It started with Donald Trump, who last week lashed out at cryptocurrencies and bitcoin, saying they are “not money” and he is not a “fan”.
Now, finance ministers from the rest of the G7 group of major economies find themselves in the unusual position of agreeing with the US president. On Thursday they expressed unease about the use of digital assets for money laundering, tax evasion and drug trafficking.
Crypto-enthusiasts — not typically keen on government intervention at the best of times — could be forgiven for thinking that regulators are seeking to stamp out the growth of digital assets in a war on innovation.
But regulators’ high-profile concerns are relatively narrow. They focus on Facebook’s proposed Libra project and other crypto coins, as part of a focus on consumer protection.
In wholesale markets, institutions wanting to trade crypto-related assets are receiving rather different signals. They believe watchdogs are getting more comfortable with this new world.
In the past month the UK approved its first asset manager that specialises in cryptocurrencies, while LedgerX won US approval to trade bitcoin futures and swaps that are settled in the digital currency.
This is a critical change. It means customers will be paid in cryptocurrency when the contract expires, in the same way that buyers of commodity future take physical delivery of oil and foodstuffs. Other exchanges have applied for similar treatment for crypto and hope to win approval.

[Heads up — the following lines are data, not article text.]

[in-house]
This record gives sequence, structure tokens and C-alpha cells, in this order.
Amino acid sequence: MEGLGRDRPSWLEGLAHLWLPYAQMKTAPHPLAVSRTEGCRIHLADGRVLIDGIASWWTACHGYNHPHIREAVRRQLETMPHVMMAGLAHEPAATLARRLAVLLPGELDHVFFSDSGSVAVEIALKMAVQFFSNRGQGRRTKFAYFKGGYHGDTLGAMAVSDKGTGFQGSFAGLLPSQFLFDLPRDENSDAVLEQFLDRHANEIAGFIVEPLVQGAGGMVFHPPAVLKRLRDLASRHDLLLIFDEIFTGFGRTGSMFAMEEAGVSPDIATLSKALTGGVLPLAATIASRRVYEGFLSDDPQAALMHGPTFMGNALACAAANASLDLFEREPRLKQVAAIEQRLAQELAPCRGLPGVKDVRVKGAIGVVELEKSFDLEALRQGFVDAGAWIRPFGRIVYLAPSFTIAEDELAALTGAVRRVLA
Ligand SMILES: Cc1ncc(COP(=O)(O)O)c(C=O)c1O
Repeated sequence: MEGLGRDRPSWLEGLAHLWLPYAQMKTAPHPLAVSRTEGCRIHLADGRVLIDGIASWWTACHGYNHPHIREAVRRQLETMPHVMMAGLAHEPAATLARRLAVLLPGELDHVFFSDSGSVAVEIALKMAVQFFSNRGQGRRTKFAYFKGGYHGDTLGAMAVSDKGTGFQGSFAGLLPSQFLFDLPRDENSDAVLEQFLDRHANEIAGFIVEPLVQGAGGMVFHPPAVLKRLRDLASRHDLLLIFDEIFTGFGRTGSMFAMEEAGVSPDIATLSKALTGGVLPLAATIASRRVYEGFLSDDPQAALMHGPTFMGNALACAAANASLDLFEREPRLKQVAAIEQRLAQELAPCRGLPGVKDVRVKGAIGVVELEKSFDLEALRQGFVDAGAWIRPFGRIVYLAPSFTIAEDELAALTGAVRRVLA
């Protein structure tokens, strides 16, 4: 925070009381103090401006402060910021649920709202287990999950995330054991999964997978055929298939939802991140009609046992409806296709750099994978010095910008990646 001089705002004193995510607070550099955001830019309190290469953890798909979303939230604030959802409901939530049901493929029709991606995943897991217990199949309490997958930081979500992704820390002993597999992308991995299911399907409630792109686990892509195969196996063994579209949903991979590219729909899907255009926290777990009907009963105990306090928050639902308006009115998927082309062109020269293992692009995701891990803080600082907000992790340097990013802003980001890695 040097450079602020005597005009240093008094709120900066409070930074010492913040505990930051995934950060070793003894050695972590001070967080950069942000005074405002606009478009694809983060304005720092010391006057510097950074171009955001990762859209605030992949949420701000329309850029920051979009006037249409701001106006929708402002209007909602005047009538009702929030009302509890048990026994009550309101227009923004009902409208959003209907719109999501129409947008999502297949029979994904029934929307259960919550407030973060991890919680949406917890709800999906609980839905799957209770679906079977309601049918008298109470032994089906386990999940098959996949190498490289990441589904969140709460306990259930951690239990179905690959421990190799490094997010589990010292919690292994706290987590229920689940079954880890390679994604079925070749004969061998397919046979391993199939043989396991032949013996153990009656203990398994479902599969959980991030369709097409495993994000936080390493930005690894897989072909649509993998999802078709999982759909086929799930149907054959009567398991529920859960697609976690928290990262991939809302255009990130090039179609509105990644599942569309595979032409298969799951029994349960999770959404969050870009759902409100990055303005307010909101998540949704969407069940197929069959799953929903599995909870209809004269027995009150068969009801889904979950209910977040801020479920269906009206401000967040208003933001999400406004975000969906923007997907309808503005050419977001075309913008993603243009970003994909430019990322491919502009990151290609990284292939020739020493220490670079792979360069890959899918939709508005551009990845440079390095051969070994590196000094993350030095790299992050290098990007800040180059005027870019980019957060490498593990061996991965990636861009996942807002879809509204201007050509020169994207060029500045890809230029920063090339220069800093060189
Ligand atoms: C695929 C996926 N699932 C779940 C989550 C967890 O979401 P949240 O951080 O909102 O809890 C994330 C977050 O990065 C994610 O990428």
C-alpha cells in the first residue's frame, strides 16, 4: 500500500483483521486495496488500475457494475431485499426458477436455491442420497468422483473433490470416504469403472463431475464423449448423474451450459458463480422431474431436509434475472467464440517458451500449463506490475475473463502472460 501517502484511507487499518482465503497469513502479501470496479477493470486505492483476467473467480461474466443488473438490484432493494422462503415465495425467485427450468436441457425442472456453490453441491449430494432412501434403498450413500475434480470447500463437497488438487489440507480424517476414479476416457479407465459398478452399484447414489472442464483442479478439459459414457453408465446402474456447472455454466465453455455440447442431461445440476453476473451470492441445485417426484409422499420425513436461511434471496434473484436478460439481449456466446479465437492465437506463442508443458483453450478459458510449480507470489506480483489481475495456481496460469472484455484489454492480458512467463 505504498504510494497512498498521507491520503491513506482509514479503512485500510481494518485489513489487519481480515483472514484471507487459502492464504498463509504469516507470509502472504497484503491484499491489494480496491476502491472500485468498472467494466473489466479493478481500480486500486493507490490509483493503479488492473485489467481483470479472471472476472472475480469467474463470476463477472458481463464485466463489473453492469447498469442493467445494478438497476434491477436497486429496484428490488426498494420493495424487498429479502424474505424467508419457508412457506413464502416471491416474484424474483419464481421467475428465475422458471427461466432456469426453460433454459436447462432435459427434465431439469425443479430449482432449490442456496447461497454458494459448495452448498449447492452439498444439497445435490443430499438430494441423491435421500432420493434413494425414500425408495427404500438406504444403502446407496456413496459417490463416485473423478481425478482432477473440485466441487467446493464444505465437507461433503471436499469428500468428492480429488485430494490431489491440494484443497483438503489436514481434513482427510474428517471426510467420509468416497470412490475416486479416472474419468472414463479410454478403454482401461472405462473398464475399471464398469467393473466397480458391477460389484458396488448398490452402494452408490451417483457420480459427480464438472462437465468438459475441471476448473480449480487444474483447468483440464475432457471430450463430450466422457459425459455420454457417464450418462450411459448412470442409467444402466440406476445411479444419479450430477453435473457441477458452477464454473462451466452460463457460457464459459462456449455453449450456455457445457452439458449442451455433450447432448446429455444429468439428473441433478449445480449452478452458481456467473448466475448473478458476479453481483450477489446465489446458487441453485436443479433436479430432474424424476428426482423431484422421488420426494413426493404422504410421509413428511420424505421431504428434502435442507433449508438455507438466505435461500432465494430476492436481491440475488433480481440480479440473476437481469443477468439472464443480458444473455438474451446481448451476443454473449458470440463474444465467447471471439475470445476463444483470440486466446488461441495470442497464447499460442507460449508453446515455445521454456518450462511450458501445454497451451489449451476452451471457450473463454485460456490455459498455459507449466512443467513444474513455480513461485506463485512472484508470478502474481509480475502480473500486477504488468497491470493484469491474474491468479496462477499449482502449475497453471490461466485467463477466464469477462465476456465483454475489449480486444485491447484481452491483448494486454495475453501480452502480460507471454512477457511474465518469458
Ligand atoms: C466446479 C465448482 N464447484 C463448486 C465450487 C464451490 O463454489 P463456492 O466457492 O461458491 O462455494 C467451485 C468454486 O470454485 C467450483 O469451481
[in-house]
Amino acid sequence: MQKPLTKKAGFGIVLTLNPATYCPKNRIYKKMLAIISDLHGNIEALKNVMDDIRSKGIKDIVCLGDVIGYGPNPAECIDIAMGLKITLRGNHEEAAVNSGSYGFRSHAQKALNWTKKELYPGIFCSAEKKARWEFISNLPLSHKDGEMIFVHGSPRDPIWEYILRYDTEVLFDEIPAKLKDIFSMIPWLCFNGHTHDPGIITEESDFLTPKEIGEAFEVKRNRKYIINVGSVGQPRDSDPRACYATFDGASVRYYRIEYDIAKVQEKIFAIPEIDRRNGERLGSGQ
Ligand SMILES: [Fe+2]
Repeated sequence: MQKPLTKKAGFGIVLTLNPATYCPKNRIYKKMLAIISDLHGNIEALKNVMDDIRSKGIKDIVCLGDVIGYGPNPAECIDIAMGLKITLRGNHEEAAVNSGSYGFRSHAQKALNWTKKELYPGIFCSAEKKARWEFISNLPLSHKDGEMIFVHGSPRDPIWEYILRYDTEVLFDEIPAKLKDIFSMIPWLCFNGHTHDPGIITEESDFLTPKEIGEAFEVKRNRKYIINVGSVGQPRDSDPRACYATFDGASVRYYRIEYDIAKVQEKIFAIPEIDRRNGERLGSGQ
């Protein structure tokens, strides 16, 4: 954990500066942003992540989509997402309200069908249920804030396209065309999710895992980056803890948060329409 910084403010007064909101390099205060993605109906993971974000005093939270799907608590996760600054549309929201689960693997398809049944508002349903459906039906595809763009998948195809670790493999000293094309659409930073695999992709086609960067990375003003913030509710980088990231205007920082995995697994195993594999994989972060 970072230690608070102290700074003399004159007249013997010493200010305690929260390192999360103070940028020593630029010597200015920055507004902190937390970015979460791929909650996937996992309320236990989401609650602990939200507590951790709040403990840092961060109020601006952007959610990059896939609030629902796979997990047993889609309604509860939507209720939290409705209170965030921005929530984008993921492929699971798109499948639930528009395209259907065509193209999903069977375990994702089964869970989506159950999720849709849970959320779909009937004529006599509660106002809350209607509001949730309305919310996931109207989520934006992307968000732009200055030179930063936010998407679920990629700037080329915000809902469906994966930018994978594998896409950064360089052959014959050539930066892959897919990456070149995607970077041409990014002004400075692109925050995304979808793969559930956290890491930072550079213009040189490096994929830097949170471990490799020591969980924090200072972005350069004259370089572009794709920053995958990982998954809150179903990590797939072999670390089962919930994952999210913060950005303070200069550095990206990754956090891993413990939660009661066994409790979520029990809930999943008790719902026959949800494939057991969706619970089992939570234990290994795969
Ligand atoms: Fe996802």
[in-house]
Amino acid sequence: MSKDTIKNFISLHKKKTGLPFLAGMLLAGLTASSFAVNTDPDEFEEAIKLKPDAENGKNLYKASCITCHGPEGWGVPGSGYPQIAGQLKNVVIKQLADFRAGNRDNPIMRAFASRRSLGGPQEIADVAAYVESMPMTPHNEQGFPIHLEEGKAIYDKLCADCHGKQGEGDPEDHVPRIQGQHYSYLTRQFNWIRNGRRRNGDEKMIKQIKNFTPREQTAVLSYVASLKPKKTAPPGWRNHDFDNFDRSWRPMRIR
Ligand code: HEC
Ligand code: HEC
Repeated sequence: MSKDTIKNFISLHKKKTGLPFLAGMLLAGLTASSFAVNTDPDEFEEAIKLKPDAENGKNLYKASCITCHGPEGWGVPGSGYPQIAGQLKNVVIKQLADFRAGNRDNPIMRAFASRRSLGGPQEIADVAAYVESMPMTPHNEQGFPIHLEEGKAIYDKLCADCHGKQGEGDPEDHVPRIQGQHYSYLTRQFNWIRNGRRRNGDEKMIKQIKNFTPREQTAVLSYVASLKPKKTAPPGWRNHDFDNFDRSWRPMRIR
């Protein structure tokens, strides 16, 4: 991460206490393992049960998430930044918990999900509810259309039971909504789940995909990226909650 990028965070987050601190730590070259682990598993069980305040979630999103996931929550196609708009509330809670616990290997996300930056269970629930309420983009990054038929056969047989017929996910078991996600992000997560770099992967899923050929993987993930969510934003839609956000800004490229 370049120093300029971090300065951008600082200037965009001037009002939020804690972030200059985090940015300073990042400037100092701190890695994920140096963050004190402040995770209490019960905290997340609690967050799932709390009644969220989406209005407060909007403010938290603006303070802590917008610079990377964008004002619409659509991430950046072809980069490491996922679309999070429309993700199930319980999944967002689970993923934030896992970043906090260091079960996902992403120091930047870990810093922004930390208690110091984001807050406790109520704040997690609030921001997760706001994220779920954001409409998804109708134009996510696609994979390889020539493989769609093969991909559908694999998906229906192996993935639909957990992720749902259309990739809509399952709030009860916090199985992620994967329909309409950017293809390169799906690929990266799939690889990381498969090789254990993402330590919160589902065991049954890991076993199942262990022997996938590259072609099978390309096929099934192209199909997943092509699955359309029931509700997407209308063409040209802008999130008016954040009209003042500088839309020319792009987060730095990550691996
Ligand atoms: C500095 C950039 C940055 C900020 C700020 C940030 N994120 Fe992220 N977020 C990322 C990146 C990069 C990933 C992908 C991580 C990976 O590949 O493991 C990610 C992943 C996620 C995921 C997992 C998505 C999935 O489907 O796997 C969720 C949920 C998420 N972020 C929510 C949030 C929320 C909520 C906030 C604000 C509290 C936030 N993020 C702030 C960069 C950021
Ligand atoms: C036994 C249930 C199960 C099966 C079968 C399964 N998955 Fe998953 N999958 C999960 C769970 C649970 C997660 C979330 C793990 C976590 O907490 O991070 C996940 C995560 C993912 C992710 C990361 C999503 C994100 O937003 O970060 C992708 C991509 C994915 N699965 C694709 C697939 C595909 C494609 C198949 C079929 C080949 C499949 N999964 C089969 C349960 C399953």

Optimists believe this support will herald the arrival of fund managers and banks into the crypto market. After all, bitcoin’s recent sharp price moves offers traders some rare and welcome volatility in an otherwise listless market.
Some will no doubt test the water. But the problem remains finding someone to trade them on behalf of the customer. By law, funds have to keep securities with a qualified custodian, and that broker must be able to prove it can keep the assets safe from, for example, hackers.
But a crypto asset is not necessarily a security, legally-speaking. It is just a string of numbers and letters. It can be difficult to recover lost or stolen assets, or even to prove possession or control.
Annette Nazareth, a partner at law firm Davis Polk, and a former SEC Commissioner, notes that for banks, trading crypto assets is a legal grey area. Without showing they can meet the rules, they cannot be approved for this activity, she said.
Last week, US regulators suggested they would be more comfortable with brokers just arranging deals and not holding the digital securities.
“For the most part, [that] statement doesn’t resolve these uncertainties,” said Ms Nazareth.
Despite the somewhat more constructive approach in wholesale markets, national authorities are still keen to know who watches the watchmen.